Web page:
A solid investigation is the cornerstone of any decision to discipline an employee. One of the most important and effective tools available in conducting an investigation is the investigatory interview.
Employees must cooperate and participate—and have no Fifth Amendment right against self-incrimination, unless they work for a public-sector employer.
The employer holds most of the cards and can require both participation and truthfulness. Not cooperating or lying is grounds for discipline, regardless of the original charge. The investigation may result in valuable admissions or other evidence of guilt, the commission of lies, failure to answer or even show that the employee didn’t do what the employer thought he or she did.
Why the interview?
An interview offers:
- An opportunity to get unvarnished, real-time responses to questions
- A chance to observe the witness’s demeanor (body language, attitude, remorsefulness or lack thereof)
- A chance to assess the likelihood that, if given another chance, the conduct would or would not recur
In addition, an interview can provide valuable evidence to support a later employment decision, if necessary.
A successful investigatory interview requires a carefully prepared agenda. Keep in mind that one size does not fit all. The nature of the offense, the nature of the evidence of wrongdoing, the culture of the organization and the personalities of the individuals involved are all considerations that can influence how you should conduct an investigatory interview.
Who should attend?
The employer needs to be represented, at a minimum, by an interrogator and a note-taker. The interrogator needs to focus on questions, the responses and follow-up questions. Also include someone who has more direct knowledge of the subject matter at hand. If you suspect that the target of your investigation might give untruthful or exaggerated answers, you can bring in the knowledgeable witness at the end for another round of questioning that challenges the credibility of the information previously provided.
Obviously, the targeted employee will be present. If the target is a unionized employee and there is a reasonable likelihood that information provided in the investigatory interview will result in the target being disciplined, the employee is entitled to a representative—if the union contract requires it or the employee asks for representation. If the employee asks and is improperly refused, no information gathered during the interview may be used in a disciplinary proceeding. If the employee requests representation, you can proceed by:
- Allowing a representative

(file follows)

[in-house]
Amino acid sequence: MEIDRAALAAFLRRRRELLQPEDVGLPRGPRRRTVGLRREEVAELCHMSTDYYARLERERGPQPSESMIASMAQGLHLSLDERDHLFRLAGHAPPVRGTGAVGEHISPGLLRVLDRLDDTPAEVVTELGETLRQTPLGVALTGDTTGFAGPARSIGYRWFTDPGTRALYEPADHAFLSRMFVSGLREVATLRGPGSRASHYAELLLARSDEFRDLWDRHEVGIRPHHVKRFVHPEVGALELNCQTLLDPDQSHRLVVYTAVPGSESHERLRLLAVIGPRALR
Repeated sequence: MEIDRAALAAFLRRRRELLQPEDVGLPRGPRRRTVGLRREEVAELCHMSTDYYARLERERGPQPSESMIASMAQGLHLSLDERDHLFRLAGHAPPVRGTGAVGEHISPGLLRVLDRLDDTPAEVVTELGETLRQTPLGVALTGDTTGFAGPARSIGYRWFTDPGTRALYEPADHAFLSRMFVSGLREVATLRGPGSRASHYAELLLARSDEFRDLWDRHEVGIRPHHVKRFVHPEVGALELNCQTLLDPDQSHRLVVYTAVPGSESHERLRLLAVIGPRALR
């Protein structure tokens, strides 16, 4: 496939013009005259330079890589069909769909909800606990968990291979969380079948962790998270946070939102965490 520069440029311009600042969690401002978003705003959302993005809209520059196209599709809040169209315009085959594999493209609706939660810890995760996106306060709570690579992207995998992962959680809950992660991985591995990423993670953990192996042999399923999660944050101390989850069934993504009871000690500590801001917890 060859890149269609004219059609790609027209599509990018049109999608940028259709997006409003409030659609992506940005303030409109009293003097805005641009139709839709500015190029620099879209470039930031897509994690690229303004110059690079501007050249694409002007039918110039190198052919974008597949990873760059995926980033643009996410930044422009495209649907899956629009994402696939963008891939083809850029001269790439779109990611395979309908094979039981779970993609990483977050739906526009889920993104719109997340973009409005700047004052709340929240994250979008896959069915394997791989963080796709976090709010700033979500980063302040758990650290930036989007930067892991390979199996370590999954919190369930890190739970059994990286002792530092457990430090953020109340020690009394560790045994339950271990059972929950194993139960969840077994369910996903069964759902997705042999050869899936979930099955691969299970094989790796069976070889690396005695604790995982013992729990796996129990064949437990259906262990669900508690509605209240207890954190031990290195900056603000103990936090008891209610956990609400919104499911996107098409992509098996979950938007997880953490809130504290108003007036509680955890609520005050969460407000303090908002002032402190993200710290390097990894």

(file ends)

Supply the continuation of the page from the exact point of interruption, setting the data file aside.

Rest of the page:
- Canceling the meeting
- Informing the employee that if the request for a representative is not withdrawn, no meeting will be held
- Holding the meeting, but not using any information that is gathered
In a nonunion setting, employees have no right to a representative or lawyer. However, since one size does not fit all, there are considerations that support allowing a “representative” to be present.
Establish the ground rules for the representative’s role in the meeting. It should be limited to making sure questions are understood and the answers provided are also understood. There will be no coaching the target or signaling answers, no answering for the target, no conferring before an answer is given and no recasting answers with spin.
Careful planning should go into the subjects to be covered, form and order of the questions, what information already possessed is to be shared and when. Use decision trees to help with a line of questioning. A script and outline can be useful to keep on track and also be useful exhibits in later proceedings.
Consider when the interview should occur. You could suspend the target for a day or two or conduct the interview right away before he or she can destroy evidence or make up an excuse.
If there is more than one witness or target, it may be important to interview them separately but simultaneously. This will avoid any comparing of notes or meshing of stories, and maximize the possibilities of inconsistency and valuable admissions.
Where to interview
Consider the most effective place to hold the interview. Is there a strategic reason for the employee to feel comfortable? Do you want the employee to let his guard down? Should the surroundings be familiar or unfamiliar? Do you want the employee uncomfortable and uneasy? Give thought to where attendees should sit in the room—across from each other? On the same side of the table?
Why to interview
Never lose sight of the reason for the interview. Remember that there is no Fifth Amendment right to protect a refusal to answer or a failure to cooperate. Also remember that lying can be an independent reason for discipline.